Next, Daniel began his prayer with praise. Even though his people were in exile in Babylon, he believed that God was “the great and awesome God” (v. 4), that he was “righteous” (v. 7a), and that he was “merciful and forgiving” 9v. 9). God loves to hear us wrap our requests in worship; when it is our faith in God’s attributes—specific attributes—that compel us to pray, God is glorified and worship in our prayers.

The kernel of Daniel’s prayer, of course, was repentance. He arranged his physical appearance to express repentance (v. 3) and he acknowledged the sins of his nations (vv. 5-7) as well as his personal sins (v. 20: “confessing my sin…”). This focus on repentance was because he was praying for restoration. God’s purpose in exiling Israel was to turn their hearts back to him, so repentance was the proper response to their situation. While the purpose of our prayers is not always repentance, it is always appropriate to confess our sins to the Lord in our prayers. This aligns our hearts morally with his will and causes us to remember that our trust is in the Lord Jesus Christ alone and his atonement for us. 

My final observation about this prayer is that the reason for his request was the glory of God. Verse 19 says, “For your sake, my God, do not delay, because your city and your people bear your Name.” He wanted the restoration God promised because he wanted God to be glorified. When we ask God for things in our prayers, are we thinking about how the answer to our prayers will bring him glory or are we focused merely on improving our situation for the better. While God is loving and compassionate toward us, his love and compassion will ultimately be experienced in eternity; until then, he allows problems and pain and tragedy and other issues because this world has not yet been redeemed. He is more concerned about the growth of his church and the coming of his kingdom than he is about our comfort, so our prayers should be about the things he cares about far more than they are about the things we care about. Too often we have that order inverted. 

So, what are you praying about right now? Do the scriptures inform and stimulate your prayers? Are your prayers layered with worship and praise for who God is? Are you confessing your sins and claiming the sacrifice of Christ as the basis for your forgiveness and even your praying? Are you praying for the glory of God?

Now for your thoughts: What stood out in your Bible reading for today? What questions do you have about what you read? What are your thoughts about what I wrote above? Post them in the comments below or on our Facebook page. And, feel free to answer and interact with the questions and comments of others. Have a great day; we’ll talk scripture again tomorrow.

2 Kings 2, 2 Thessalonians 2, Daniel 6, Psalms 112–113

If you’re following the schedule, you should read these chapters today: 2 Kings 2, 2 Thessalonians 2, Daniel 6, Psalms 112–113. Click on any of those references to see all the passages in one long page on BibleGateway. If you can’t do all the readings today, read Daniel 6.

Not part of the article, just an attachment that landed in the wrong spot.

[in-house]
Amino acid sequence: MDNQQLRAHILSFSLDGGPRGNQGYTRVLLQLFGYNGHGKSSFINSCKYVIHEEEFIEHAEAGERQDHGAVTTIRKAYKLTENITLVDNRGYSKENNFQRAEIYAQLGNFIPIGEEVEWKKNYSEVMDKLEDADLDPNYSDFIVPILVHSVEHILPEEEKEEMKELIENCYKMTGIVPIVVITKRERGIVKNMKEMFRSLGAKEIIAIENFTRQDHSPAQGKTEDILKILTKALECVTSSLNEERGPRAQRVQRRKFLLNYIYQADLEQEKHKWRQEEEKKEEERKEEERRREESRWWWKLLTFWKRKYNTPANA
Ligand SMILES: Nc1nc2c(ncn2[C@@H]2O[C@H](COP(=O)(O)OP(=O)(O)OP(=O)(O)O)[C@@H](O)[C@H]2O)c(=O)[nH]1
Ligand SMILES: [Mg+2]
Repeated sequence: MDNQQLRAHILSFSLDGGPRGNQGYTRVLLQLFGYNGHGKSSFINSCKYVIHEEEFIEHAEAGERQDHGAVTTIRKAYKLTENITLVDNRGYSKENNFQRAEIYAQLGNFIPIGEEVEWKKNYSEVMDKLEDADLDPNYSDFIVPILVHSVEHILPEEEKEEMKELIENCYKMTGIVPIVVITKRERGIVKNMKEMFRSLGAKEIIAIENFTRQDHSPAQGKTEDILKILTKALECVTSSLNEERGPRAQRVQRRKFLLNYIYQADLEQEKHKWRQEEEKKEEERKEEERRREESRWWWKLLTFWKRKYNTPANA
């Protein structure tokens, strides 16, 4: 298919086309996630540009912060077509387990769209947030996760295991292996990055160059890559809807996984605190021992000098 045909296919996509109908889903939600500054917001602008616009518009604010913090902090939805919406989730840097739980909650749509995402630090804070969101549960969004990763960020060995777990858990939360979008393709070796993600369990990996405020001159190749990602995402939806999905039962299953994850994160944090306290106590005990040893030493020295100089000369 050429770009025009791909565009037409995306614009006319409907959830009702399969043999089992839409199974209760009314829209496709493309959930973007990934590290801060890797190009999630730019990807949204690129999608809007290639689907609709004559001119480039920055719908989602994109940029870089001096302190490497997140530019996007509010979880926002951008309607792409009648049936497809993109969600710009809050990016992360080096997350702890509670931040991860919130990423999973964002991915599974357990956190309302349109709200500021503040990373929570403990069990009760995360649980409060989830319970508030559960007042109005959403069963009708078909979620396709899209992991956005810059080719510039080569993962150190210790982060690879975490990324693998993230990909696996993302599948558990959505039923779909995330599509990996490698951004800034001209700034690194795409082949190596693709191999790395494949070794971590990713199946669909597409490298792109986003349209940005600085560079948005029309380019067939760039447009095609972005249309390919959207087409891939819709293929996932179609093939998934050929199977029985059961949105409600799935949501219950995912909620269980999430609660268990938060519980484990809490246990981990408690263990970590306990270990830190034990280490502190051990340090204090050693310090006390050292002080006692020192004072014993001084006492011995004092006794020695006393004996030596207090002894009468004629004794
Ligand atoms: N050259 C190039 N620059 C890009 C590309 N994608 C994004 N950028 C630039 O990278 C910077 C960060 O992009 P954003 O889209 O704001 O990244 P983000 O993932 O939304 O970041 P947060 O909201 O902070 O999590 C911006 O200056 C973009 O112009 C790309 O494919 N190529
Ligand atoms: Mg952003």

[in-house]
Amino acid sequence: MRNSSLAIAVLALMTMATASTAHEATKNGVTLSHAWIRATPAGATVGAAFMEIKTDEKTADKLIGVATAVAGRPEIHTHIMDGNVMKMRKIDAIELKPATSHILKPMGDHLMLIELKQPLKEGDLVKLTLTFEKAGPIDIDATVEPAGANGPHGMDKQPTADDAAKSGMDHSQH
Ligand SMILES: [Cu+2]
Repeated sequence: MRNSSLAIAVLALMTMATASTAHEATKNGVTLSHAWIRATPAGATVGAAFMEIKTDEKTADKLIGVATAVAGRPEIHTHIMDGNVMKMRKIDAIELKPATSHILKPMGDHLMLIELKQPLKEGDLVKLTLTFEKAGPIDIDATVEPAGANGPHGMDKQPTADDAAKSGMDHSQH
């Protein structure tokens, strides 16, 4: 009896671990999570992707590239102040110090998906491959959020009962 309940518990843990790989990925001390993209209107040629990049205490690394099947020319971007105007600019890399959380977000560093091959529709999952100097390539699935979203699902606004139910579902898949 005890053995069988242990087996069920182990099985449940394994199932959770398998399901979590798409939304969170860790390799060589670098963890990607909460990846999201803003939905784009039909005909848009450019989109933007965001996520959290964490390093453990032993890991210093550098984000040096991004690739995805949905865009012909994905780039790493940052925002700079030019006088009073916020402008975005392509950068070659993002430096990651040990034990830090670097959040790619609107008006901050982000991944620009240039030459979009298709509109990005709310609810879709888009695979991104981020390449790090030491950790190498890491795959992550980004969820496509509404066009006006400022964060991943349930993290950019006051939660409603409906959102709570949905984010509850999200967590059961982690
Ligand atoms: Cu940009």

The Babylonians who conquered Judah have given way to the Medo-Persian empire, yet Daniel remains influential even in the new administration (vv. 1-2). In fact, Daniel was so good at his job that King Darius intended to elevate him over all everyone but Darius himself (v. 3b). When the other administrators heard about this, they were jealous of Daniel and sought to catch him in some kind of misconduct (v. 4a). Verse 4b says that “they were unable to do so.” Why? “…because he was trustworthy and neither corrupt nor negligent” (v. 4d). Did you catch that? Not only was Daniel not corrupt, he was not “negligent” either. This means they could find no responsibility where he failed or refused to do his job. 

That’s quite a statement. We all have responsibilities we like and those we dislike. If you’re like me at all, doing the stuff you like to do is easy but it is also easy to neglect the stuff you dislike doing. A busy man like Daniel would have had an abundance of excuses, too, for why he couldn’t do what he disliked. He could blame his busy schedule, the people under him for being incompetent, or trying to prioritize his work. But the men who wanted Daniel indicted couldn’t find any area to accuse him. As followers of Jesus, this is something we should aspire to as well. Since we are working as to the Lord and not to men we should, of course, be honest and upstanding but we should also be so conscientious that even the things we dislike doing are done carefully and faithfully.

Not only is it remarkable that these men could not accuse Daniel of corruption or negligent, it is remarkable that they KNEW they could get him if they could make his faith illegal in some way. Daniel was faithful not only in his work but he was faithful in his walk with God. The men who were out to destroy Daniel knew that they could get him in trouble if they could make prayer against the law (vv. 5-13). If someone were looking to accuse us, would they go to our devotional life as the sure-fire way to trip us up?

You know the rest of the story as it is one of the most famous stories in the Bible. Daniel was supernaturally protected from the lions (vv. 14-23) and eventually his accusers were brought to justice (v. 24). The result of all this was a decree from Darius commanding the people to fear Daniel’s God (vv. 25-28). He trusted in the Lord completely, consistently, devotedly and the Lord delivered him even in a hostile culture to his faith. May God give us the same desire to be faithful and careful in our work and to be devoted to reading his word and praying daily, filling our minds with his truth and living obediently to it.